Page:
Louis, Prince de Condé: Huguenot Prince
Louis is considered by many to be the “third wheel” in the Huguenot triumvirate of 16th century French Protestant leaders. In that time of mayhem and unbridled violence it was necessary that France’s beleaguered Huguenots might have a strong set of ringleaders to guard their rights, defend the faith, and provide social protection. The two other members of this unofficial group, Jeanne d’Albret (see my post of June 04), and Admiral Gaspard de Coligny (see my post of March 09) were also powerful movers and shakers who kept the Huguenots’ tenacious hold at least partially secure throughout the rampant brutality of the era.
But who was Louis de Condé? He was born to Charles de Bourbon in 1530 and was the brother of Antoine, who famously married Jeanne d’Albret and firmly refused to give a thought to her Protestant doctrines. Thus, Louis was the uncle of that lion of the Wars of Religion, Henri IV de Navarre. A few prominent members of Louis’ branch of the Bourbon family tree, the Condés, became known for their unabashed Protestantism and were despised because of that fact.
Louis’ record was far from spotless. In 1560 he allegedly took part in a plot to kidnap boy-king François II. The end result of this plot would have been involved becoming more powerful than the hated House of Guise, which was firmly entrenched in Huguenot minds as a Catholic faction much in need of a walloping dose of humility. This clandestine plot fell short and was seen by wary Catholics as a threat to the fabric of French society; many Protestants lost their lives due to this altercation.
The Wars of Religion raged in the 1560s, when Louis was only in his third decade of life. He proved himself an able officer but was taken prisoner at the Battle of Dreux. Apparently he was still in some position of influence, for at the age of thirty-three he was called upon to approve the Peace of Amboise. This edict allowed the Huguenots to breathe a sigh of relief, for it decreed freedom at least in part. Louis wormed his way into court affairs quite persuasively and agreed to curtain Huguenot ambitions so he might find himself better accepted by the French Crown. When a hoped-for promotion did not come, he fled in 1567 and found himself once again swept up in the Wars of Religion.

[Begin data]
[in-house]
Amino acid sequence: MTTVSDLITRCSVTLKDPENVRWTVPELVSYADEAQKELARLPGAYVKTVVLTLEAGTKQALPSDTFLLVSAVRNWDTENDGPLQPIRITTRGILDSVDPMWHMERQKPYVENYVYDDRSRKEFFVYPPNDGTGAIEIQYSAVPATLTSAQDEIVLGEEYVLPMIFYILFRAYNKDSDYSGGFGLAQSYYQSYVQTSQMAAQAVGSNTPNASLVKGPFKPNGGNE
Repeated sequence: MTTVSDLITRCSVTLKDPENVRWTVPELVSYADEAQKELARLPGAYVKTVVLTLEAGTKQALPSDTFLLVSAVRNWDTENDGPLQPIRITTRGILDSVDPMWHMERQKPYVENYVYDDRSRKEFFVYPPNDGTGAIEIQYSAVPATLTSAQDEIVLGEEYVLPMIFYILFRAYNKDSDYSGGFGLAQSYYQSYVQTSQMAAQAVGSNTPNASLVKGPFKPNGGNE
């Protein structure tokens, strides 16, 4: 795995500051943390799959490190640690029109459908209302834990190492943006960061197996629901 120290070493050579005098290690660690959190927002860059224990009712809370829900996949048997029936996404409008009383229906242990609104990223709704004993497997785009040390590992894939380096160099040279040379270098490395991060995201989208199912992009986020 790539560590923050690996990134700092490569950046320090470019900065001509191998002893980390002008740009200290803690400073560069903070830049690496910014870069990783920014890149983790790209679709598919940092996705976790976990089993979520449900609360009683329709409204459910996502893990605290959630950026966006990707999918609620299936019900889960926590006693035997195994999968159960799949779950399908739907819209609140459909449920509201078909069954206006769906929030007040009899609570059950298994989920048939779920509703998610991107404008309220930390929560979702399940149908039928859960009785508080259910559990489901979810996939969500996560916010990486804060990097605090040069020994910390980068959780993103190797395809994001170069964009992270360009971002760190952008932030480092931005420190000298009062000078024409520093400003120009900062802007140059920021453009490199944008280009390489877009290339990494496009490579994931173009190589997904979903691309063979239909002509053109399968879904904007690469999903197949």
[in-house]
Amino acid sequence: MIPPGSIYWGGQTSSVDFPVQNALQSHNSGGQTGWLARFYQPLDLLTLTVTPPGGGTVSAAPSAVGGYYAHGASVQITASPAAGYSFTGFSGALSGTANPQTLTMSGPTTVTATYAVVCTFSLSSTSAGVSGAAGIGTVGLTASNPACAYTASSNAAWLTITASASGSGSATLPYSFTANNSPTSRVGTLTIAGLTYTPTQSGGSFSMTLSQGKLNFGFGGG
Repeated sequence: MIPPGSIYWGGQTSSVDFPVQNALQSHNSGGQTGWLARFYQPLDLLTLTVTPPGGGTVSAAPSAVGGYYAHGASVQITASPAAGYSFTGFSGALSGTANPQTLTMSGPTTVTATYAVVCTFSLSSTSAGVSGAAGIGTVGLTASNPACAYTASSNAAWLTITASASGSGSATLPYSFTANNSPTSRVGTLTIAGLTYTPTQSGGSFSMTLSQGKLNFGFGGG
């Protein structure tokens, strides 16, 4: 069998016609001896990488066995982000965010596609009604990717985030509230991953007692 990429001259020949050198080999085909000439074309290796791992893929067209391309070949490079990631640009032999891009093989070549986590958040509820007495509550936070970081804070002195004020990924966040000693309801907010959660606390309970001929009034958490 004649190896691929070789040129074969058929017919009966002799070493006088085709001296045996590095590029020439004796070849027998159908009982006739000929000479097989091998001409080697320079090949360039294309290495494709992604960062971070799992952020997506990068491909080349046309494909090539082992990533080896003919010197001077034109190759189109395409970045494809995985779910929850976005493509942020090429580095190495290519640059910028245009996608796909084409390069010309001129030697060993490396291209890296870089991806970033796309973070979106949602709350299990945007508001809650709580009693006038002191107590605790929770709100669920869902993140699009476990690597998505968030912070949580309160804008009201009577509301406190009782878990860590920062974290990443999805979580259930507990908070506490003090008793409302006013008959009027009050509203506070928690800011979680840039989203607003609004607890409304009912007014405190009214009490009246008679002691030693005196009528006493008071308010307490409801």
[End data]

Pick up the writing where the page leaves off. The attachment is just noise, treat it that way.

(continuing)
|Louis I, Prince de Conde|
His life and death may have seemed contrary to one another at this point. At first he failed Admiral Coligny’s aspirations by approving the controversial Peace of Longjumeau in 1568, but then, in 1569, he found himself rushing to strengthen Coligny’s defenses and rescue the very man whom he had recently disappointed. It would be the last decision we would ever make. While we might be tempted to praise the Huguenot triumph that resulted from his final battle, Louis de Condé’s end, sadly, was far from heroic. He was assassinated in a scrap that stemmed from the battle, and his body was abused and mocked in turn. It was an impious end to a once-powerful man.
What of Louis the man as opposed to Louis the prince and soldier? Contemporaries said he was hunchbacked, a fact which must have earned him much ridicule throughout his life. A contemporary portrait shows a man with reddish hair swept seamlessly up over his head, and a carefully-trimmed mustache and short beard. His dark eyes, heavily-lidded, show an expression that can almost be called tiredness, while his nose is prominent but not overly so. He is dressed in the conservative Huguenot fashion --- a black ensemble that reaches to the throat and is topped with a modest lace ruff --- and some sort of neck-chain.
I often look at portraits of Protestants who lived in this era and see the knowledge, forewarning, and perhaps tired acceptance in their eyes that martyrdom most assuredly awaits them. While Louis de Condé avoided such an end, his own death was far from glamorous. He was only thirty-nine at that event. He left a wife, Francoise d’Orleans, and sons Charles, Louis, and Benjamin. His first two sons were three and two at their father’s death. The last son was born the year Louis died.
He had also had eight children from a previous marriage. Rumors that he had had a child with his mistress dogged his young adult life. Louis himself refused to admit it. We are still uncertain of the truth. What is certain is that he did indeed engage in practices that were contrary to the Huguenot sense of austerity. At the death of Louis de Condé, France’s Protestants lost an able leader. They would still have Admiral Gaspard de Coligny for another three years.
His end would be even less heroic.
(c) 2012 Joyously Saved
(c) 2012 Joyously Saved